Back to School: Why not give public school parents a $95.00 voucher for classroom supplies
A Spokesman-Review editorial this week laments the awkward summer ritual of teachers, sometimes assisted by parents and charities, having to spend their own money to provide basic classroom supplies. As the editorial notes, "The problem is that lawmakers have underfunded basic education for so long." Two things are surprising about this statement.
First, it is surprising that the long-term policy of underfunding basic education as occurred under a series of liberal governors, all of whom said that funding education was their top priority.
Second, it is surprising that in public education, but not other professions, the practice of failing to provide basic workplace supplies for front-line employees is tolerated and excused. Does UPS make its delivery drivers buy their own gas? Do office workers have to bring their own pens and printer paper to work? Of course not.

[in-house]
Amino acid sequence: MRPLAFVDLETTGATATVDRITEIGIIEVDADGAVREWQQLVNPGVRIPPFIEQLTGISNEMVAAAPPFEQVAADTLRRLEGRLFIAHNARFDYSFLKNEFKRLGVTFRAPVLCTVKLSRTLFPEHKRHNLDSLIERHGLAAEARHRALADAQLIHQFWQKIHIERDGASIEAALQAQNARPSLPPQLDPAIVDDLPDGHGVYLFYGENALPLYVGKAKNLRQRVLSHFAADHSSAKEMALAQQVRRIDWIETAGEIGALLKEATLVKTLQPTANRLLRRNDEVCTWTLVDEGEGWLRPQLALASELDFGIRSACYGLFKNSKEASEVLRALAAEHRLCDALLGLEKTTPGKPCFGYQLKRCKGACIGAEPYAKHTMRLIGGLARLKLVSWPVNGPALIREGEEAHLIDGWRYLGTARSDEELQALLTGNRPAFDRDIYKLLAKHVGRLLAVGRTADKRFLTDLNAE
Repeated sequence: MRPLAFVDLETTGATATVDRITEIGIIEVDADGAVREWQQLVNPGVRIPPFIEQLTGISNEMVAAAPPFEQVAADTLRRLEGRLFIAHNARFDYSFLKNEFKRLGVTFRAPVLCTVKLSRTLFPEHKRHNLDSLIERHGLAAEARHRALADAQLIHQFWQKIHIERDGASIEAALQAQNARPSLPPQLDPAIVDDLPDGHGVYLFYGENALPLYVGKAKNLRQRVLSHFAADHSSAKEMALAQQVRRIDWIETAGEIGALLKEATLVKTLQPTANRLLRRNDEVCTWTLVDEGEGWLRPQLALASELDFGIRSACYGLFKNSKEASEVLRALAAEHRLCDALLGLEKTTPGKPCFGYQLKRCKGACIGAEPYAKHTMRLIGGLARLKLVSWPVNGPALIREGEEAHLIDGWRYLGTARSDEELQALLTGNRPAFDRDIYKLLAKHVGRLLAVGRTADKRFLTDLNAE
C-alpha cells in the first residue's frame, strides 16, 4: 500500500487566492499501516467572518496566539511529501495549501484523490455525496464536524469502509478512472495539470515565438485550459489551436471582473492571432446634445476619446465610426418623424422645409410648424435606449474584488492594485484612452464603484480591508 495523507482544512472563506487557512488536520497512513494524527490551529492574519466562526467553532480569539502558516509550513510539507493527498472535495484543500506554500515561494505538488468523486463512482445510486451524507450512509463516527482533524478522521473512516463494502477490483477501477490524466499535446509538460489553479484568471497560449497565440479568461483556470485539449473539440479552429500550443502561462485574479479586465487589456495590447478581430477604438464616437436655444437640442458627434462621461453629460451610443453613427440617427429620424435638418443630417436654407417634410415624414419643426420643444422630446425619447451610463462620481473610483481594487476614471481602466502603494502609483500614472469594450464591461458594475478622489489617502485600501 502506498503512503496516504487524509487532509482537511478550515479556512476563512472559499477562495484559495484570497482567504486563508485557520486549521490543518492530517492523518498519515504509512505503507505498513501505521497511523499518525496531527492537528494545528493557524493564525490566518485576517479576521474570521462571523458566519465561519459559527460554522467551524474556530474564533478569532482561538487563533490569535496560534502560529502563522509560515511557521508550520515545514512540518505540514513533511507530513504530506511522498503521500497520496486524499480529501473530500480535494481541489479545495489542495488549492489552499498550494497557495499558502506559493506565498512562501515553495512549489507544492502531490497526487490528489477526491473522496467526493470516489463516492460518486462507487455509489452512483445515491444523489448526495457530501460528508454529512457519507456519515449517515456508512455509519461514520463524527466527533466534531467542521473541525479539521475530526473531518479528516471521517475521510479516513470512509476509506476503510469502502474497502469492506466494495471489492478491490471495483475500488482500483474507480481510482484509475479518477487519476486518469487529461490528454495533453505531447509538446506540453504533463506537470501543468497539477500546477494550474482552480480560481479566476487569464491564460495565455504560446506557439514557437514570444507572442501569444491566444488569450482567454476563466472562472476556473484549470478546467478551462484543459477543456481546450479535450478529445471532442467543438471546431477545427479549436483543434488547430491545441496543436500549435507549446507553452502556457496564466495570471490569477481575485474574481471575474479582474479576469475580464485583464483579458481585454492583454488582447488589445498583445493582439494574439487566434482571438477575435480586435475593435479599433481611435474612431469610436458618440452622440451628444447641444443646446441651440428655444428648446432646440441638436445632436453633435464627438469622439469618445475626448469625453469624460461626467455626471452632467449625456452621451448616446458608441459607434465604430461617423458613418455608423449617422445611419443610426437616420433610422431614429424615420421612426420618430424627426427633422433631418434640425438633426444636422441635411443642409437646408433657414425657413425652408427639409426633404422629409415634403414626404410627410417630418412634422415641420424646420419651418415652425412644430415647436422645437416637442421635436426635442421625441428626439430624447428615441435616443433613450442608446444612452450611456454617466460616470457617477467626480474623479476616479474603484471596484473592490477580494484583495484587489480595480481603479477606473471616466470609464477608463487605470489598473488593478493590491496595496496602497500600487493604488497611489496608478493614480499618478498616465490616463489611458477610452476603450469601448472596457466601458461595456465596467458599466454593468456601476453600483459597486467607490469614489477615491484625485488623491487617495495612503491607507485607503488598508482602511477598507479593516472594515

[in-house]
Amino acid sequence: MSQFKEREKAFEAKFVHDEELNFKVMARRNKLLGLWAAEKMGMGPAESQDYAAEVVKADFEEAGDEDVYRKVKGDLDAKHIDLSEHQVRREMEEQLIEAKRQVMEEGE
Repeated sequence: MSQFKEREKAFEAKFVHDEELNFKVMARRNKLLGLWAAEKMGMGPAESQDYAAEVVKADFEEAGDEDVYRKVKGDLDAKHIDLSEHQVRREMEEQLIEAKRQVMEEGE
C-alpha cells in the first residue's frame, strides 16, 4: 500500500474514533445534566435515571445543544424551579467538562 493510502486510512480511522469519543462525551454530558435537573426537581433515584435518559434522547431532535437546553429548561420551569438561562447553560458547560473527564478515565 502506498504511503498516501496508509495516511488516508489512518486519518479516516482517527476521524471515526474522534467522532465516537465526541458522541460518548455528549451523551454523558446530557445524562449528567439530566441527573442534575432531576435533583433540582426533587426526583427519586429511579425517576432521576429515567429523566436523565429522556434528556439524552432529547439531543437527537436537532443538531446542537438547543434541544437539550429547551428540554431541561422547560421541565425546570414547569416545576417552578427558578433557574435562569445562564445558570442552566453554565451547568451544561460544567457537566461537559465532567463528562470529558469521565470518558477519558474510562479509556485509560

Just one tenth of the money added to the education budget this session would buy a year's worth of supplies for every public school student in the state. Only in public education do district managers short their employees on basic supplies and make teachers spend their own money on classroom needs, or seek charity to fill the gap.
As a solution, why not have school districts provide public school parents with a classroom supplies voucher of, say, $95.00 a year to make sure children have what they need to arrive at school ready to learn?
Education officials should make sure parents and teachers have everything they need to help children learn now, before they direct money to other parts of the budget. As the Spokesman-Review rightly puts it, "What could be more basic...?"